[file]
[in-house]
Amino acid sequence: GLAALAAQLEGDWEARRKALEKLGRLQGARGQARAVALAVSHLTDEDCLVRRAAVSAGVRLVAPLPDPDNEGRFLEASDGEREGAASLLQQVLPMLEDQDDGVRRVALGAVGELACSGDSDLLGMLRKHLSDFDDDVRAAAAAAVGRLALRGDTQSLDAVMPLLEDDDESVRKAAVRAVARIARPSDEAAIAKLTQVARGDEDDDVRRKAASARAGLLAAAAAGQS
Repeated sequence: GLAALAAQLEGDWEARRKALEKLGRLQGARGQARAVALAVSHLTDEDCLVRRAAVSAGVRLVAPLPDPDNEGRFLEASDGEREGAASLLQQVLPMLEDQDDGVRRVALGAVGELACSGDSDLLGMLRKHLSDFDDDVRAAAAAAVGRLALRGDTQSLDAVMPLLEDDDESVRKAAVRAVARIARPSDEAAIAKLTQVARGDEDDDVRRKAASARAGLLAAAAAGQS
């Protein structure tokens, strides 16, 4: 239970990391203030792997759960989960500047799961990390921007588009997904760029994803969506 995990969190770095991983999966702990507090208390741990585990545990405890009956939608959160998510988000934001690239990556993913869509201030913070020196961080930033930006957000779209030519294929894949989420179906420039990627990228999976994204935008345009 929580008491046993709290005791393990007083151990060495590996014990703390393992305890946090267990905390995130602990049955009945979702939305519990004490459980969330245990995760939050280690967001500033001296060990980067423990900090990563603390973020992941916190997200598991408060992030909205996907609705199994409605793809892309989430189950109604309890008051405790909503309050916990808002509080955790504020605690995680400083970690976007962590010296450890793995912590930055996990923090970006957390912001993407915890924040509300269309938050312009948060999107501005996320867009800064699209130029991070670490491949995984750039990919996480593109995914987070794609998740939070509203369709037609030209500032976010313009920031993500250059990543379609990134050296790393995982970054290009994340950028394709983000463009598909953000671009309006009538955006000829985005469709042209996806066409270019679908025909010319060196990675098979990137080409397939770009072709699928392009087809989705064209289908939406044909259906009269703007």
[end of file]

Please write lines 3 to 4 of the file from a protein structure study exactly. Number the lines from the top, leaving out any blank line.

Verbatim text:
Repeated sequence: GLAALAAQLEGDWEARRKALEKLGRLQGARGQARAVALAVSHLTDEDCLVRRAAVSAGVRLVAPLPDPDNEGRFLEASDGEREGAASLLQQVLPMLEDQDDGVRRVALGAVGELACSGDSDLLGMLRKHLSDFDDDVRAAAAAAVGRLALRGDTQSLDAVMPLLEDDDESVRKAAVRAVARIARPSDEAAIAKLTQVARGDEDDDVRRKAASARAGLLAAAAAGQS
């Protein structure tokens, strides 16, 4: 239970990391203030792997759960989960500047799961990390921007588009997904760029994803969506 995990969190770095991983999966702990507090208390741990585990545990405890009956939608959160998510988000934001690239990556993913869509201030913070020196961080930033930006957000779209030519294929894949989420179906420039990627990228999976994204935008345009 929580008491046993709290005791393990007083151990060495590996014990703390393992305890946090267990905390995130602990049955009945979702939305519990004490459980969330245990995760939050280690967001500033001296060990980067423990900090990563603390973020992941916190997200598991408060992030909205996907609705199994409605793809892309989430189950109604309890008051405790909503309050916990808002509080955790504020605690995680400083970690976007962590010296450890793995912590930055996990923090970006957390912001993407915890924040509300269309938050312009948060999107501005996320867009800064699209130029991070670490491949995984750039990919996480593109995914987070794609998740939070509203369709037609030209500032976010313009920031993500250059990543379609990134050296790393995982970054290009994340950028394709983000463009598909953000671009309006009538955006000829985005469709042209996806066409270019679908025909010319060196990675098979990137080409397939770009072709699928392009087809989705064209289908939406044909259906009269703007």